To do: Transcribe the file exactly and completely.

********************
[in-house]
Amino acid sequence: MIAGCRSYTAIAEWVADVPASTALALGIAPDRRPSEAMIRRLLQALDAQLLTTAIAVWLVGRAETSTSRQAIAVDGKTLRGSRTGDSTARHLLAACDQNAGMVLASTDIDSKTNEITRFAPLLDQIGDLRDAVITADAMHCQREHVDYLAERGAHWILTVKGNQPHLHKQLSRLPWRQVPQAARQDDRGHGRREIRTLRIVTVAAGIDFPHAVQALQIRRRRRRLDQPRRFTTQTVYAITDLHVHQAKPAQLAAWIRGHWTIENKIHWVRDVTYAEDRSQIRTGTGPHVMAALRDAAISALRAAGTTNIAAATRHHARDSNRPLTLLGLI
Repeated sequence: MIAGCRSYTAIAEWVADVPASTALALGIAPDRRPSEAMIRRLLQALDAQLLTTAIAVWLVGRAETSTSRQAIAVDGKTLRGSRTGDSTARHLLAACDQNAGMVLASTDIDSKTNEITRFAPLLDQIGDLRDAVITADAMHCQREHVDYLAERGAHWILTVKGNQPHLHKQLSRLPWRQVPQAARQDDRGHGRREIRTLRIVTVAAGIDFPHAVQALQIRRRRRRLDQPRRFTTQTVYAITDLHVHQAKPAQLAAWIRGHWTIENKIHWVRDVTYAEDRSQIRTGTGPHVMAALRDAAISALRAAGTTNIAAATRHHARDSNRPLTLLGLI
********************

[in-house]
Amino acid sequence: MIAGCRSYTAIAEWVADVPASTALALGIAPDRRPSEAMIRRLLQALDAQLLTTAIAVWLVGRAETSTSRQAIAVDGKTLRGSRTGDSTARHLLAACDQNAGMVLASTDIDSKTNEITRFAPLLDQIGDLRDAVITADAMHCQREHVDYLAERGAHWILTVKGNQPHLHKQLSRLPWRQVPQAARQDDRGHGRREIRTLRIVTVAAGIDFPHAVQALQIRRRRRRLDQPRRFTTQTVYAITDLHVHQAKPAQLAAWIRGHWTIENKIHWVRDVTYAEDRSQIRTGTGPHVMAALRDAAISALRAAGTTNIAAATRHHARDSNRPLTLLGLI
Repeated sequence: MIAGCRSYTAIAEWVADVPASTALALGIAPDRRPSEAMIRRLLQALDAQLLTTAIAVWLVGRAETSTSRQAIAVDGKTLRGSRTGDSTARHLLAACDQNAGMVLASTDIDSKTNEITRFAPLLDQIGDLRDAVITADAMHCQREHVDYLAERGAHWILTVKGNQPHLHKQLSRLPWRQVPQAARQDDRGHGRREIRTLRIVTVAAGIDFPHAVQALQIRRRRRRLDQPRRFTTQTVYAITDLHVHQAKPAQLAAWIRGHWTIENKIHWVRDVTYAEDRSQIRTGTGPHVMAALRDAAISALRAAGTTNIAAATRHHARDSNRPLTLLGLI